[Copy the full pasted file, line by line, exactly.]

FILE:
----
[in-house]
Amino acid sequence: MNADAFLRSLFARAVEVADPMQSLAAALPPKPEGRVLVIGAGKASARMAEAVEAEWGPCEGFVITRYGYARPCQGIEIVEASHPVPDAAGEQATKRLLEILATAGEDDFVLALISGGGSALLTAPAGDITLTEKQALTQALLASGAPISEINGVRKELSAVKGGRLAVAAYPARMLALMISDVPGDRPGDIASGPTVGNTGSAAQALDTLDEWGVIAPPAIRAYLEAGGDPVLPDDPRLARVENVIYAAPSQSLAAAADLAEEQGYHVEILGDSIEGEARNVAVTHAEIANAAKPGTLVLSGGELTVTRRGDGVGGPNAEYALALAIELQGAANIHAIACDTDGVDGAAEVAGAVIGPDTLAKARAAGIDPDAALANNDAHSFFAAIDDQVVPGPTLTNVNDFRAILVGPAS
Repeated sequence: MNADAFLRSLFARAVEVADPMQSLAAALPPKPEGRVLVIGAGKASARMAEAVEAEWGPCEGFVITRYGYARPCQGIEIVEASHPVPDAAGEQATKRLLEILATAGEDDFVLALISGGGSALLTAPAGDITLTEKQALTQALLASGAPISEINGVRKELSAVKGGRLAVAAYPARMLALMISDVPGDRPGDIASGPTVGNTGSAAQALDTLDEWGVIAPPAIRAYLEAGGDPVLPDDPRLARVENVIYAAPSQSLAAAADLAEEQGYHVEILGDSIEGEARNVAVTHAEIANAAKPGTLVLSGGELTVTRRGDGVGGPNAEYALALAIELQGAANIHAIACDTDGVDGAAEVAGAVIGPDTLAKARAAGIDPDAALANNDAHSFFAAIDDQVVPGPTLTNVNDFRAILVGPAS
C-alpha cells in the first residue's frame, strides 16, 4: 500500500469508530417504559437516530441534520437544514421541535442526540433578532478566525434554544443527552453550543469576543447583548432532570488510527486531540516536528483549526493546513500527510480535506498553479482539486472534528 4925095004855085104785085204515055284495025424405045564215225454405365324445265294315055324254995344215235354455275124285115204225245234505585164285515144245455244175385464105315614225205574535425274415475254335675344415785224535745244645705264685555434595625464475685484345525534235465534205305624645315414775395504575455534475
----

[in-house]
Amino acid sequence: MNADAFLRSLFARAVEVADPMQSLAAALPPKPEGRVLVIGAGKASARMAEAVEAEWGPCEGFVITRYGYARPCQGIEIVEASHPVPDAAGEQATKRLLEILATAGEDDFVLALISGGGSALLTAPAGDITLTEKQALTQALLASGAPISEINGVRKELSAVKGGRLAVAAYPARMLALMISDVPGDRPGDIASGPTVGNTGSAAQALDTLDEWGVIAPPAIRAYLEAGGDPVLPDDPRLARVENVIYAAPSQSLAAAADLAEEQGYHVEILGDSIEGEARNVAVTHAEIANAAKPGTLVLSGGELTVTRRGDGVGGPNAEYALALAIELQGAANIHAIACDTDGVDGAAEVAGAVIGPDTLAKARAAGIDPDAALANNDAHSFFAAIDDQVVPGPTLTNVNDFRAILVGPAS
Repeated sequence: MNADAFLRSLFARAVEVADPMQSLAAALPPKPEGRVLVIGAGKASARMAEAVEAEWGPCEGFVITRYGYARPCQGIEIVEASHPVPDAAGEQATKRLLEILATAGEDDFVLALISGGGSALLTAPAGDITLTEKQALTQALLASGAPISEINGVRKELSAVKGGRLAVAAYPARMLALMISDVPGDRPGDIASGPTVGNTGSAAQALDTLDEWGVIAPPAIRAYLEAGGDPVLPDDPRLARVENVIYAAPSQSLAAAADLAEEQGYHVEILGDSIEGEARNVAVTHAEIANAAKPGTLVLSGGELTVTRRGDGVGGPNAEYALALAIELQGAANIHAIACDTDGVDGAAEVAGAVIGPDTLAKARAAGIDPDAALANNDAHSFFAAIDDQVVPGPTLTNVNDFRAILVGPAS
C-alpha cells in the first residue's frame, strides 16, 4: 500500500469508530417504559437516530441534520437544514421541535442526540433578532478566525434554544443527552453550543469576543447583548432532570488510527486531540516536528483549526493546513500527510480535506498553479482539486472534528 4925095004855085104785085204515055284495025424405045564215225454405365324445265294315055324254995344215235354455275124285115204225245234505585164285515144245455244175385464105315614225205574535425274415475254335675344415785224535745244645705264685555434595625464475685484345525534235465534205305624645315414775395504575455534475